+---------------------+-----------------------------------------------------------------+------+------------+
| 1514665016379310097 | {"coord1":[54.833941,83.096050],"coord2":[54.785440,83.196717]} |      | 3.75286126 |
+---------------------+-----------------------------------------------------------------+------+------------+
1 row in set (0.01 sec)

--------------
select *, geodist(54.808514, 83.134377,j.coord2[0],j.coord2[1],{in=degrees, out=km}) dist from t
--------------

+---------------------+-----------------------------------------------------------------+------+------------+
| id                  | j                                                               | f    | dist       |
+---------------------+-----------------------------------------------------------------+------+------------+
| 1514665016379310097 | {"coord1":[54.833941,83.096050],"coord2":[54.785440,83.196717]} |      | 4.76190233 |
+---------------------+-----------------------------------------------------------------+------+------------+
1 row in set (0.00 sec)

Hi Sergey,

Perfect, huge thanks for such a quick response, I have around 5 million documents with several geo coordinates each and search results are returned in around a second which is very impressive :slight_smile:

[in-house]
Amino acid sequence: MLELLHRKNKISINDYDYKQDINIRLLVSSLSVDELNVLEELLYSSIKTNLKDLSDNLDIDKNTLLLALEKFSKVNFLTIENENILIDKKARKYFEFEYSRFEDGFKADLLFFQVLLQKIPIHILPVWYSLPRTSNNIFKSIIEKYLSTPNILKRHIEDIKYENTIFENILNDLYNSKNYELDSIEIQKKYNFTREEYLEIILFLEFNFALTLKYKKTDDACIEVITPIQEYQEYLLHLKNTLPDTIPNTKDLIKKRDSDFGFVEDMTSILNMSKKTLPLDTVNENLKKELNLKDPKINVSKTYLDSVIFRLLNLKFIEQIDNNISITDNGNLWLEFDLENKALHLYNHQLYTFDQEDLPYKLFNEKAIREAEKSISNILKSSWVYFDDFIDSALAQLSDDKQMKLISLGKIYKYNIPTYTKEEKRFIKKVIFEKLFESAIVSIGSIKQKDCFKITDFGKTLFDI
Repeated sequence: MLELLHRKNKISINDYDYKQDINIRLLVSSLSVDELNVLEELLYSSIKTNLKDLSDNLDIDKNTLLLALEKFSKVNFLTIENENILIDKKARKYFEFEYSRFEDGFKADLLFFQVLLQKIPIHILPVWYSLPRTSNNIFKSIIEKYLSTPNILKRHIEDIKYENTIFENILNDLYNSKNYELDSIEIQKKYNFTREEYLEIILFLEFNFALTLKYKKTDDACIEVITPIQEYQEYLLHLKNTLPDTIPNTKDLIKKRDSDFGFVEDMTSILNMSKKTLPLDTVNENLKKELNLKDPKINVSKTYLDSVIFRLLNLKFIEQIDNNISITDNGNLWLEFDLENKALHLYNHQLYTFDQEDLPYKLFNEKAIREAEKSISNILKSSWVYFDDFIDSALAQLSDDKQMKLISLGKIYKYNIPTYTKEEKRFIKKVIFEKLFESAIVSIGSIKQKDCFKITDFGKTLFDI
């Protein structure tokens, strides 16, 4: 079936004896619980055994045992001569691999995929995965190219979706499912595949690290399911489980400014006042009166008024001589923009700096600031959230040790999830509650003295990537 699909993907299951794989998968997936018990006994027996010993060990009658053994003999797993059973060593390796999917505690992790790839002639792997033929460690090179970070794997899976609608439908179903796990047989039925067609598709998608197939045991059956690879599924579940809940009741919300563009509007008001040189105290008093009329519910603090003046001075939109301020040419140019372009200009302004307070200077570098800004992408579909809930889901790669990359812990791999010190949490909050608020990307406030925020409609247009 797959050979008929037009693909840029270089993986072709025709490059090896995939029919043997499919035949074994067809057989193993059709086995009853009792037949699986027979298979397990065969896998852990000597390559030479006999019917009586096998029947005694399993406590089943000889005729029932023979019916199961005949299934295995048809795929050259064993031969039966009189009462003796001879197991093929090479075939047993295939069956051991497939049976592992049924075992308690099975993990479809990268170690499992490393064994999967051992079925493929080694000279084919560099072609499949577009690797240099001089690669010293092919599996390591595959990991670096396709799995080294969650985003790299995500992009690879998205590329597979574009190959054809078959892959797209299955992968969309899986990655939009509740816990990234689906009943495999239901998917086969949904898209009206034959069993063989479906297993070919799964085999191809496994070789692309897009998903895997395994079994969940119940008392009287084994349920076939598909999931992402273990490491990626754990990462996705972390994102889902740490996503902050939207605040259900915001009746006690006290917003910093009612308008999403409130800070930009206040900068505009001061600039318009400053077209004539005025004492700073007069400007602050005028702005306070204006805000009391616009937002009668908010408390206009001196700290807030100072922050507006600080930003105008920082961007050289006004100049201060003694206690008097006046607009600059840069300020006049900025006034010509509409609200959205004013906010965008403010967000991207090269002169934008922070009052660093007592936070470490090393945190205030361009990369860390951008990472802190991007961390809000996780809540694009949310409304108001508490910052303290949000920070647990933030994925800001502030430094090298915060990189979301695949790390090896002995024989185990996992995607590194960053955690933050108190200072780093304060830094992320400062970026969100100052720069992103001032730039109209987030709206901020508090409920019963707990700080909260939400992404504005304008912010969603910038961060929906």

search results are returned in around a second

Try searchd.pseudo_sharding=1, chances are it can be even faster.

Down to just over half a second which is incredible thanks

Hi Sergey,

Just wondered if you could think of a better way to select the minimum distance in the following query?
MySql has a least function that takes multiple values but Manticore’s least funtion requires a json array and using multiple mins doubles the query time.

SELECT *,
GEODIST(53.14208, -2.48365, latlon_json.1[0], latlon_json.1[1], {in=degrees, out=miles}) AS d1,
GEODIST(53.14208, -2.48365, latlon_json.2[0], latlon_json.2[1], {in=degrees, out=miles}) AS d2,
GEODIST(53.14208, -2.48365, latlon_json.3[0], latlon_json.3[1], {in=degrees, out=miles}) AS d3,
GEODIST(53.14208, -2.48365, latlon_json.4[0], latlon_json.4[1], {in=degrees, out=miles}) AS d4,
MIN(d1, d2) as d_r2,
MIN(d_r2, d3) as d_r3,
MIN(d_r3, d4) as d
FROM notices WHERE d<20

Many thanks again

Richard

If the document has multiple locations, they can be embedded in a JSON object as float pairs

I’ve discussed this with the team. It means you can use just a single json attribute instead N of float attributes.